What they say about living in London in the 60’s. . .

John Cleese, actor, comedian, member of Monty Python

From: So, Anyway. . .  by John Cleese, Crown Publishing Group, 2014

Living in London in 1962-63

. . . I was discovering the excitement of living in London. Like most of my generation, I had developed a very strong, highly emotional patriotism about my country, so the idea of being in the capital thrilled me. I was proud of what we had done in the war, I was aware of our long history and our centuries of empire. I was also confident of what I felt to be the basic decency and fair-mindedness of our culture, and wherever I went in London I would see a building or perhaps just a name inscribed somewhere that would remind me that I was a part of this deeply impressive civilization. It may sound naive, but it brought a kind of significance to my life. Of course, I was embedded in a very particular middle-class culture; it was fundamentally well educated, well mannered and orderly. And as I slowly learned more about all its various faults —its sexism, its racism, its bottomless class-consciousness—I also felt an optimism that things would inevitably and inexorably improve.


John Bell, former chef at the Savoy, London

I was born and grew up in Oldham and left to come to London in 1966. Having enjoyed my early and mid teens up North, which mid teens up North, which wasn’t all bad as the Beatles and The Hollies were northern groups, London was amazing to me. The swinging had just started and I knew I was in the right place at the right time. I had come to London to work in the Savoy as a chef and I loved every moment. I lived in Bloomsbury and walked down through Covent Garden every morning, it was like being on the set of My Fair Lady or Oliver. I bought my clothes in Carnaby Street and the Kings Road. Every day was an event, famous names at the Savoy, the latest Beatles album, concerts and mini skirts. I left catering in 1968 shortly after I met my first wife and led rather a hippy existence thereafter, but those first few years in London in the Sixties were the stuff of dreams.

 Barry Miles, writer

From: In the Sixties, Barry Miles, Pimlico, 2003

I think of the 60s now as a supermarket of ideas. We were looking for new, valid ways to live. Some people took a lot of drugs, others abstained from everything, including coffee. There were chaste Christian communes, and others where there were no doors on the bedrooms and monogamy was banned. Everything was up in the air. We were just trying to make sense of it and not be conditioned by the ‘British Way of Life’.

A former bank clerk in London

In 1966, I was working at Midland’s branch in Brixton —so old fashioned that it conjures up images of the office of Ebenezer Scrooge. It still had large sloping desks in the back office at which you had to stand to hand post the deposit ledgers, a task that was done on a ‘real time’ basis. Caribbean immigrants settling in South London opened “new deposit” (non-checking) accounts and they were wont to deposit and withdraw cash into and out of these two of three times a day! One of these customer’s first name was Winston St Leger. His parents were proud of Churchill’s achievements during WW2 and also enjoyed horse racing. The St Leger inaugurated in 1776 is still one of the premier flat races in the English flat racing calendar! Sadly during my two year sojourn in Brixton, I was not aware of the emergence of a talented young singer, David Bowie, who was born here and performed regularly at the Brixton Ritz. My musical interests at that time revolved principally around modern jazz. I remember catching the Dave Brubeck Quartet at the Fairfield Halls, I have to admit that I was largely oblivious to the ‘swinging Sixties’ in London. I’m not sure I can recall ever walking down Carnaby Street then either!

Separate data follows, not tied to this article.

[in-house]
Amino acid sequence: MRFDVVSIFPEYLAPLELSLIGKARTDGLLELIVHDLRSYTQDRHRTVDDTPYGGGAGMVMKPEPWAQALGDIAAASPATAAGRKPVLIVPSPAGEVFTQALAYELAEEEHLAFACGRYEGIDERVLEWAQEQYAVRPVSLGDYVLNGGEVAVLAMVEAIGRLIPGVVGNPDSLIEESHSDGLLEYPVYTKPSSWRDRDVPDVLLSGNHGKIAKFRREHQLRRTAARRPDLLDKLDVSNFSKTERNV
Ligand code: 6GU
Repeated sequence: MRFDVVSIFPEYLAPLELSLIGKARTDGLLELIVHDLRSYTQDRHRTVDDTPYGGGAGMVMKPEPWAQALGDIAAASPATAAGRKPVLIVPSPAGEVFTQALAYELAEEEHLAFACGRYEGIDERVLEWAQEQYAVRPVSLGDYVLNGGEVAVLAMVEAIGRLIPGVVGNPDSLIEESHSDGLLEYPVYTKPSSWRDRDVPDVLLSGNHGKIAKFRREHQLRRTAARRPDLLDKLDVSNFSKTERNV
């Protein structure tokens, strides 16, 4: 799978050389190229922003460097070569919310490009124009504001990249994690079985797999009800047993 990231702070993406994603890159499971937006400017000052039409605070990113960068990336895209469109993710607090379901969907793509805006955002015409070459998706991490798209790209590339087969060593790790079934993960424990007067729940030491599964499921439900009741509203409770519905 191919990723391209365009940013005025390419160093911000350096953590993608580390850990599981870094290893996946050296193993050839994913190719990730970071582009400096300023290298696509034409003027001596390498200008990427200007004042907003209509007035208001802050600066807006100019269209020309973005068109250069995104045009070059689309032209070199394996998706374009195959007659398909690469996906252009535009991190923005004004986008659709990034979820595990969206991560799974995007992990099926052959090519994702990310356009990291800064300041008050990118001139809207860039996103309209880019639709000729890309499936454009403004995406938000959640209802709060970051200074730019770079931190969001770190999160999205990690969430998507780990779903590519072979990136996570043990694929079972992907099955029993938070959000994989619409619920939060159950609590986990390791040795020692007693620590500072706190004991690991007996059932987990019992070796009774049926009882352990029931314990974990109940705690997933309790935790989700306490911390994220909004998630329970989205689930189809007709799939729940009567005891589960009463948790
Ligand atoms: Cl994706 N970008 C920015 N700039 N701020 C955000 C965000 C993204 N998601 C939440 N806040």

Gill Palin, former Marks & Spencer department store employee in the 60’s

We wore very very short mini skirts. Prior to minis we had worn very full net petticoats under full skirts and dresses. We starched the petticoats so they stood out. Another fashion was hot pants, these were like shorts worn under a skirt with a slit at the front. My favourite outfit was most definitely a very short dress and a white pvc raincoat with knee length white pvc boots. I was very fortunate because by working for M&S in the head office I had lots of my clothes given to me. They were samples from the buying department and the buyers liked to see us wearing their merchandise. One important thing was we were pulled up if we had a ladder in our tights and immediately sent to the office to get a new pair (no charge). Those were the days. We had to have our cardigans either on or off, not round our shoulders and our dress length was scrutiniesed by the staff manageress. It gave us a good grounding, we worked hard but the perks were fantastic.

David Bailey, photographer

I hate being so nostalgic about the Sixties.


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Sgt. Pepper 50 Years Old

June 1, 2017 marks the 50th anniversary of the Beatles’ album “Sgt. Peppers Lonely Hearts Club Band.”  On his website www.PaulMcCartney.com, McCartney recounts how the title came to be: